Algebraic preaching—that’s Frederick Buechner’s term for preaching that may make sense on some abstract level but that depends on terms like “salvation,” “atonement,” “savior” and “died for your sins” that are likely to skim over people’s heads. Until the preacher connects such words to human experiences, to the “wretched and liberating moments” of life,” wrote Buechner, the preacher might as well be saying “X + Y = Z.”
His own essays and sermons are anything but algebraic. They are winding, elegant excursions into scripture by a man who has listened closely to the gospel and to the mysteries and sorrows of his own life.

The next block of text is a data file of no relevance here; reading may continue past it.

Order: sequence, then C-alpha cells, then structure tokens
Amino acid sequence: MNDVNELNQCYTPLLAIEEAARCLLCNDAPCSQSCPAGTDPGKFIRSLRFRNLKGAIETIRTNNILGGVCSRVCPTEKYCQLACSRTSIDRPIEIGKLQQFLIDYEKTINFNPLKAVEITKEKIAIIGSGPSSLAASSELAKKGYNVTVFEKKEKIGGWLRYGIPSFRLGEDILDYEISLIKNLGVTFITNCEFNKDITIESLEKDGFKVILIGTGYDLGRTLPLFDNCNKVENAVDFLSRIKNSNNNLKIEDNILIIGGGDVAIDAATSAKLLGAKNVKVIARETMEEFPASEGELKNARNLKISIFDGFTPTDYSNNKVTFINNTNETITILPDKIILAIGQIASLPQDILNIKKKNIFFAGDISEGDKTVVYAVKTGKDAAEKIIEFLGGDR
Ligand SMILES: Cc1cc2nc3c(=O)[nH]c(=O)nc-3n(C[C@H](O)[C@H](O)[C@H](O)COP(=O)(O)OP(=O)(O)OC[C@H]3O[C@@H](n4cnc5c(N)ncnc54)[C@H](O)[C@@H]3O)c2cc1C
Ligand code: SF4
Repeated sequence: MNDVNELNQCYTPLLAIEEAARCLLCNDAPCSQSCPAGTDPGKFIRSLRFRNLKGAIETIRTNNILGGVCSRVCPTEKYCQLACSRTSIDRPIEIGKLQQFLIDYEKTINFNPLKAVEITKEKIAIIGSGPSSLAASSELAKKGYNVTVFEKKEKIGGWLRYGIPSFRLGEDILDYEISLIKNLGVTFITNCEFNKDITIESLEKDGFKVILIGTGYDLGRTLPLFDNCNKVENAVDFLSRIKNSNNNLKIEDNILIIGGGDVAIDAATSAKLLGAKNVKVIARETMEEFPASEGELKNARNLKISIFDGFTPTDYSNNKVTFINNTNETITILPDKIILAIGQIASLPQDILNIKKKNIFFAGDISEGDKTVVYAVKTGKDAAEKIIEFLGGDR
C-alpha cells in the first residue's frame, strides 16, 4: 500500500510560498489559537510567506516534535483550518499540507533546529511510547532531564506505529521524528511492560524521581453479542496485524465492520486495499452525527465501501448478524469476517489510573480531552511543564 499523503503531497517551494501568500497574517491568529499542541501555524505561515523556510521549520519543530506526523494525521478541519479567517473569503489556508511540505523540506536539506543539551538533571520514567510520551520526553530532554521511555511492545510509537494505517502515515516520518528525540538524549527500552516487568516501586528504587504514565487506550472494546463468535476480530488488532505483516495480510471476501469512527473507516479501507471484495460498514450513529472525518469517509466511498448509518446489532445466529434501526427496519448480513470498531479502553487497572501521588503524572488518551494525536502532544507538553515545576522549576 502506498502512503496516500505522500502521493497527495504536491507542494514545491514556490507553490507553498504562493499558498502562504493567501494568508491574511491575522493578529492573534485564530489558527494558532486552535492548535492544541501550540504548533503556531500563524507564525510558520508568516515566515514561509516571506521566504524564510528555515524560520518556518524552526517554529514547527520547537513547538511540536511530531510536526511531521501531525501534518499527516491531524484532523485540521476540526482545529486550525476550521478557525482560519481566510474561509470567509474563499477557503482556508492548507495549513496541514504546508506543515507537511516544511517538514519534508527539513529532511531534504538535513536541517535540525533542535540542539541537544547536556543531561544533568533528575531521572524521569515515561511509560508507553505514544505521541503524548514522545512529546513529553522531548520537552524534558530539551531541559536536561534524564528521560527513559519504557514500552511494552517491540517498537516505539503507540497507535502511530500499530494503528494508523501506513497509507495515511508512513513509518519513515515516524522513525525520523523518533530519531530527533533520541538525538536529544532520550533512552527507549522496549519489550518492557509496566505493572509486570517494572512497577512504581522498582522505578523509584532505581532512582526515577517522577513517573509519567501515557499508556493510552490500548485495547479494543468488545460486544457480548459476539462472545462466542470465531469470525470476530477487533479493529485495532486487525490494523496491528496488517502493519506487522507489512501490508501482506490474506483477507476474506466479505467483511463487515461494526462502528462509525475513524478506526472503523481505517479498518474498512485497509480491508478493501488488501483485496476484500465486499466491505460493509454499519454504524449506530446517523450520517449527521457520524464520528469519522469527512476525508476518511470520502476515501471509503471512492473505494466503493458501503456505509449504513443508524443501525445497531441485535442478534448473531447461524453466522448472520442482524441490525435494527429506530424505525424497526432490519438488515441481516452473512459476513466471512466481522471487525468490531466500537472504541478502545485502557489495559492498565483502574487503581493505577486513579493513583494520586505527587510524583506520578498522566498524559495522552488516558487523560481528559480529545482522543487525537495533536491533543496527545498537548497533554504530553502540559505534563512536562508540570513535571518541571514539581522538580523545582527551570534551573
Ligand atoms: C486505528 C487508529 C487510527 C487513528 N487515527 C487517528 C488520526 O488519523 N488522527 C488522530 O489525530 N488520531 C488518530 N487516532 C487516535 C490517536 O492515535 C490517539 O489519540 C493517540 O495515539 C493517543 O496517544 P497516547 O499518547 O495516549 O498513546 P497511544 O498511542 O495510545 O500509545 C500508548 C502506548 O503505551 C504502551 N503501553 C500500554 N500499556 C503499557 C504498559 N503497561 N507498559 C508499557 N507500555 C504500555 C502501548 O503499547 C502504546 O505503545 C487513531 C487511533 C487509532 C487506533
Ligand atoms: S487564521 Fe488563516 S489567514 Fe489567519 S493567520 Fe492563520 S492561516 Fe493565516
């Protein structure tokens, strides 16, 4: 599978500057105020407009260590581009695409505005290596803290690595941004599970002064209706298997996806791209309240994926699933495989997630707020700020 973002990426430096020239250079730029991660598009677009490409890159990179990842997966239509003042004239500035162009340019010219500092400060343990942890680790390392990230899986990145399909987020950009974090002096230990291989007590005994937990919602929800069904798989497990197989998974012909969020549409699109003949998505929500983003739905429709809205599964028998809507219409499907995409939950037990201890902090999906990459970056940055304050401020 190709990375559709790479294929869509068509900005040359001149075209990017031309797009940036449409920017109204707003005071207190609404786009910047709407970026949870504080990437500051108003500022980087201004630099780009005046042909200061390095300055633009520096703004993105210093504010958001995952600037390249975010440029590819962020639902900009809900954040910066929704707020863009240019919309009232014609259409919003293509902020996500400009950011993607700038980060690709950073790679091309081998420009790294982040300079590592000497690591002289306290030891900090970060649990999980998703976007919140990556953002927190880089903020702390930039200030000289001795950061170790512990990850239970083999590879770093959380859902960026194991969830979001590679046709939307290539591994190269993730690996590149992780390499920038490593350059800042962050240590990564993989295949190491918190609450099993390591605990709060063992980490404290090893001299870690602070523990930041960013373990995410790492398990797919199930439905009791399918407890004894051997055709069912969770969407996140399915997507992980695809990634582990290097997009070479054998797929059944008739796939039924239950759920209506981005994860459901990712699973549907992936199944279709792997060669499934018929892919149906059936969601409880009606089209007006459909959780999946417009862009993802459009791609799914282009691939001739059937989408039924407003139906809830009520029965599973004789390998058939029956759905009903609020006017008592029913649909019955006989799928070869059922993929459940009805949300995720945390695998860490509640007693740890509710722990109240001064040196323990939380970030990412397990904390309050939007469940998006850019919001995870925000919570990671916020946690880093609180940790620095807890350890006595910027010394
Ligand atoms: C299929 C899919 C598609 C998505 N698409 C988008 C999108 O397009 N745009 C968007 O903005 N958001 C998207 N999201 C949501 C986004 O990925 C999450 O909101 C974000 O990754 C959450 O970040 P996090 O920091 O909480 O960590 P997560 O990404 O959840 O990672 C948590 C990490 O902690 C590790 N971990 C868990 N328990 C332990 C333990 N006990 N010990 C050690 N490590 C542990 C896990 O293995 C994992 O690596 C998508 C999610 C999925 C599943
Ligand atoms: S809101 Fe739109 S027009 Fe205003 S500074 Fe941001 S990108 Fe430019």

Barbara Brown Taylor recalls being overwhelmed the first time she heard Buechner speak by his willingness to name realities usually avoided in church. “Were we really going to tell the truth?” she wondered. Were we really going to trust that “our nicked and ragged selves will somehow serve to bring God’s truth to life”?
For those interested in Buechner’s sermons, essays and novels, there’s now a website devoted to all things Buechner. It offers an introduction to his works (with comments by Taylor and others) plus an archive of video and audio material, a searchable index of Buechner’s writings and selections from his works keyed to themes of the lectionary texts.